By John Kamensky
August 19, 2013
Is this a Golden Age for citizen involvement in government? As dismayed as some may be with the political process, there are growing opportunities for meaningful engagement in many areas, thanks to growing social media tools and a willingness to participate by many ordinary people.
Gavin Newscom is California’s lieutenant governor, and was formerly the mayor of San Francisco. He is a huge advocate of the use of technology to engage citizens, which he describes in his book, Citizenville. But advocates of greater citizen engagement extend beyond political leaders to many frontline government executives at all levels – federal, state, and local.
At the federal level, President Obama has been an early advocate with his Open Government initiative, which encourages transparency, open data, and a willingness to engage citizens through multiply social media channels. This has led to increased use of a range of strategies, including co-delivery, serious gaming strategies, and on-line prizes and contests. Together, these strategies demonstrate the promise of the intersection of technology tools, problem-solving techniques, and the participatory spirit of citizen engagement. One of the more prominent strategies is the use of “crowdsourcing.” Crowdsourcing is an approach to public problem-solving that uses online tools to break a problem down into manageable tasks and engages people to voluntarily help produce those tasks.
What Is Crowdsourcing?
A new IBM Center report, Using Crowdsourcing in Government, by Daren Brabham, University of Southern California, offers a nuanced understanding of just what is crowdsourcing and how government executives can use it to address specific types of public problems. Dr. Brabham says that an important distinction between crowdsourcing and other forms of online participation is that crowdsourcing “entails a mix of top-down, traditional, hierarchical process and a bottom-up, open process involving an online community.”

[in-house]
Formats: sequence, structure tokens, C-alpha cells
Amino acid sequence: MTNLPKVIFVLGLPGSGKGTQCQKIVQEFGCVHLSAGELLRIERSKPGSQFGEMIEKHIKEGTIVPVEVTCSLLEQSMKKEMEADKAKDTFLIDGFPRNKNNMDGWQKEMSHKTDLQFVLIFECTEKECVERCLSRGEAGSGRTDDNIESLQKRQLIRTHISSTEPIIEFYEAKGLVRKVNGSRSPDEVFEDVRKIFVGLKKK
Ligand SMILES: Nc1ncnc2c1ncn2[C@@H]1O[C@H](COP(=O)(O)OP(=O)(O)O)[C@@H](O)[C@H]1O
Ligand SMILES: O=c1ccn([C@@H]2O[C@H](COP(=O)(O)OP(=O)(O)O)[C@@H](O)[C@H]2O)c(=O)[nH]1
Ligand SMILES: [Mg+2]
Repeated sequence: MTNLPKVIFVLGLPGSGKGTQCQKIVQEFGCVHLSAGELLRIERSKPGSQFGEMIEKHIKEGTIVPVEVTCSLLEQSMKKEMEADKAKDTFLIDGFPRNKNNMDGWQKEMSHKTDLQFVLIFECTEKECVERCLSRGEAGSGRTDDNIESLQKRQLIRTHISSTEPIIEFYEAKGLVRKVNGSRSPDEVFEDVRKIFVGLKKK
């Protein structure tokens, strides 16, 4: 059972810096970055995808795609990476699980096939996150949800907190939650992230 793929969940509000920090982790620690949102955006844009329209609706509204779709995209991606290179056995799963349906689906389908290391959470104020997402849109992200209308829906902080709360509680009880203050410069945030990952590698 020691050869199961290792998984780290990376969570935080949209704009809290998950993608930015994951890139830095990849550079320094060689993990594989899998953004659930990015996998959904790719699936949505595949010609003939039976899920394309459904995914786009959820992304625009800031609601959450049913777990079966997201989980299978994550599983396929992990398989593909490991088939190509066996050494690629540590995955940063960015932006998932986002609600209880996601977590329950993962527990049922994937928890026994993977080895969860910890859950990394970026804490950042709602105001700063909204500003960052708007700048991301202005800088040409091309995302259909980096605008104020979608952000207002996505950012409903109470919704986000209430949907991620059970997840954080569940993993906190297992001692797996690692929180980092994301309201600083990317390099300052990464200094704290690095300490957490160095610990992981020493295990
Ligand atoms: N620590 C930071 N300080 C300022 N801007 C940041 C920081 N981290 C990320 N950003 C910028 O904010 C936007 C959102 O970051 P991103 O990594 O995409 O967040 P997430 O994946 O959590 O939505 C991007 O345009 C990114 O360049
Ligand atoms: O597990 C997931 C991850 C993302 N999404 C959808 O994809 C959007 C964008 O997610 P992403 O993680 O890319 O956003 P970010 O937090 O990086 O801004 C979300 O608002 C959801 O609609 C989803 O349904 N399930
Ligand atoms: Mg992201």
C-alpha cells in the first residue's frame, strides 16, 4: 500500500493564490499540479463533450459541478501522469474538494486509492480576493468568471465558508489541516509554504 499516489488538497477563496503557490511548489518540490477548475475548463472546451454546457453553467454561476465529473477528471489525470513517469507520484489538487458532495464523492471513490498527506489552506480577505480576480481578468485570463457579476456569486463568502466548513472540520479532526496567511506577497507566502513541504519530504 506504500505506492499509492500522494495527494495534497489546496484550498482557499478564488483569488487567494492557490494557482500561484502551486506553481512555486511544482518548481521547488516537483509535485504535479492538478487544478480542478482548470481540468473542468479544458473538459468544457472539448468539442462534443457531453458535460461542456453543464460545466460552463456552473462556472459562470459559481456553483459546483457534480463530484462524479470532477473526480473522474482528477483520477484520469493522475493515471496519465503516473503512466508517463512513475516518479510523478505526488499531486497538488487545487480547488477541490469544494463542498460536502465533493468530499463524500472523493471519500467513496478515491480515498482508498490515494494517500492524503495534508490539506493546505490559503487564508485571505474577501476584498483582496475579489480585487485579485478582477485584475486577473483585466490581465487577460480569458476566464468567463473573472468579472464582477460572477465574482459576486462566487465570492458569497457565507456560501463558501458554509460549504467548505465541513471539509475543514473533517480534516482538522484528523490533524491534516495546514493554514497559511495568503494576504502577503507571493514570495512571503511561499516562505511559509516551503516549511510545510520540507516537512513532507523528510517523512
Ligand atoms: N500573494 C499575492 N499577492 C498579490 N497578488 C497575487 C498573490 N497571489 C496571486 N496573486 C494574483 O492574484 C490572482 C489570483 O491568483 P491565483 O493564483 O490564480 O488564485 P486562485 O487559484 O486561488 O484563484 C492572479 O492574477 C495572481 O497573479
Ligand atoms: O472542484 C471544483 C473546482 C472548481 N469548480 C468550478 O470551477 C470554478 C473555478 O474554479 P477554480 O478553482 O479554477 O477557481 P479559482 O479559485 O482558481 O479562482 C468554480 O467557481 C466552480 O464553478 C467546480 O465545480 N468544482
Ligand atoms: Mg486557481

The growing interest in “engaging the crowd” to identify or develop innovative solutions to public problems has been inspired by wildly successful efforts in the commercial world to design innovative consumer products or solve complex scientific problems, ranging from custom-designed T-shirts to mapping genetic DNA strands. The Obama administration, as well as many state and local governments, have been adapting crowdsourcing techniques with some success.
Four Strategic Approaches to Crowdsourcing
Dr. Brabham offers a strategic view of crowdsourcing and when it is useful to use to address public problems. It also identifies four specific approaches, and describes why type is most useful for a given category of problem:
Dr. Brabham notes that crowdsourcing is not just a collection of technology tools but rather is a strategic process that should be implemented in a series of steps that he divides into three phases: planning,
implementation, and follow-through. In his report, he also offers detailed advice on steps to take.
He concludes his report, noting: “For a term that did not exist seven years ago, crowdsourcing has enjoyed quite an enthusiastic embrace by government agencies in the U.S. and abroad. . . .In the spirit of participatory democracy, this is no doubt a good sign.”
Image via Menna/Shutterstock.com
By John Kamensky
August 19, 2013